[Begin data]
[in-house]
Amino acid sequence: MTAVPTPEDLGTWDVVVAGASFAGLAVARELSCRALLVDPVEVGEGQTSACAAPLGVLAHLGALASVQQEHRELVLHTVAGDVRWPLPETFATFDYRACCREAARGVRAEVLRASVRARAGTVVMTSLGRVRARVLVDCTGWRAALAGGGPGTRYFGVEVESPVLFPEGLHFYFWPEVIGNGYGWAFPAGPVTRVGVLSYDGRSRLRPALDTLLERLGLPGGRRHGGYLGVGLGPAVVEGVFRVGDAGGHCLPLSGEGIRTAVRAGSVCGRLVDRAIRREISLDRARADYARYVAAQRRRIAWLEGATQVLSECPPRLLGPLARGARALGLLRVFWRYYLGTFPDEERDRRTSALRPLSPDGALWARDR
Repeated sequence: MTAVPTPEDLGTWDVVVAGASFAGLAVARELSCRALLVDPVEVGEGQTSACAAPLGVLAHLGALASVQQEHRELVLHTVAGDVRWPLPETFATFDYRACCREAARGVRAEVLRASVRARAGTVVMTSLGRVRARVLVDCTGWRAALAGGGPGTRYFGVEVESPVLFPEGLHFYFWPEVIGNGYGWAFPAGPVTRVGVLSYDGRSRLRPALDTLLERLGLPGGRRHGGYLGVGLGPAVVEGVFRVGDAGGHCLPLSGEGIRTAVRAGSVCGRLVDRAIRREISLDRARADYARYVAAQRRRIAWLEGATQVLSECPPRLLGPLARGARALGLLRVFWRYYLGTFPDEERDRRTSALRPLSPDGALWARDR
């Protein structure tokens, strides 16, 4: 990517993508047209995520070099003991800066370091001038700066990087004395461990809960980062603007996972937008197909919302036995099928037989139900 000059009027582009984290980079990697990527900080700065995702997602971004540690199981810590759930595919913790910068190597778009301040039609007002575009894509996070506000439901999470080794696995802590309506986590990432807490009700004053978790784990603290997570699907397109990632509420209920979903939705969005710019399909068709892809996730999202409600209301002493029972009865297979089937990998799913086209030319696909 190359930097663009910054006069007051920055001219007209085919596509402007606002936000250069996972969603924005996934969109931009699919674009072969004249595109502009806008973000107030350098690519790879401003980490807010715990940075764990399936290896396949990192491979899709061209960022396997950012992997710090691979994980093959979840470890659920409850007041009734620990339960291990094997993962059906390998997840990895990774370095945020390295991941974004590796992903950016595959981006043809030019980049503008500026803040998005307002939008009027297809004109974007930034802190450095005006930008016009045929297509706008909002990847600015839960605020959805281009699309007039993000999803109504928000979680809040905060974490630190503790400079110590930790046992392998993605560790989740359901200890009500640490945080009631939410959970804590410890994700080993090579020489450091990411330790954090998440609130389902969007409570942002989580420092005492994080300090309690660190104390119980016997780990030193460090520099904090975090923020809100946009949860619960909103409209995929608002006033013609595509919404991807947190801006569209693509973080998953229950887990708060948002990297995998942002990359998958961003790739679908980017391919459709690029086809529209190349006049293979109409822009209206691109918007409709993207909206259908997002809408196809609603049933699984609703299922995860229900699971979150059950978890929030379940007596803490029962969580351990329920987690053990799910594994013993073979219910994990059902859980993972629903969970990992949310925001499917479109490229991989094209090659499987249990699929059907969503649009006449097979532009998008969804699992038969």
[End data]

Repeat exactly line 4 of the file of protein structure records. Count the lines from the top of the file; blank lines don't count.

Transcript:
């Protein structure tokens, strides 16, 4: 990517993508047209995520070099003991800066370091001038700066990087004395461990809960980062603007996972937008197909919302036995099928037989139900 000059009027582009984290980079990697990527900080700065995702997602971004540690199981810590759930595919913790910068190597778009301040039609007002575009894509996070506000439901999470080794696995802590309506986590990432807490009700004053978790784990603290997570699907397109990632509420209920979903939705969005710019399909068709892809996730999202409600209301002493029972009865297979089937990998799913086209030319696909 190359930097663009910054006069007051920055001219007209085919596509402007606002936000250069996972969603924005996934969109931009699919674009072969004249595109502009806008973000107030350098690519790879401003980490807010715990940075764990399936290896396949990192491979899709061209960022396997950012992997710090691979994980093959979840470890659920409850007041009734620990339960291990094997993962059906390998997840990895990774370095945020390295991941974004590796992903950016595959981006043809030019980049503008500026803040998005307002939008009027297809004109974007930034802190450095005006930008016009045929297509706008909002990847600015839960605020959805281009699309007039993000999803109504928000979680809040905060974490630190503790400079110590930790046992392998993605560790989740359901200890009500640490945080009631939410959970804590410890994700080993090579020489450091990411330790954090998440609130389902969007409570942002989580420092005492994080300090309690660190104390119980016997780990030193460090520099904090975090923020809100946009949860619960909103409209995929608002006033013609595509919404991807947190801006569209693509973080998953229950887990708060948002990297995998942002990359998958961003790739679908980017391919459709690029086809529209190349006049293979109409822009209206691109918007409709993207909206259908997002809408196809609603049933699984609703299922995860229900699971979150059950978890929030379940007596803490029962969580351990329920987690053990799910594994013993073979219910994990059902859980993972629903969970990992949310925001499917479109490229991989094209090659499987249990699929059907969503649009006449097979532009998008969804699992038969």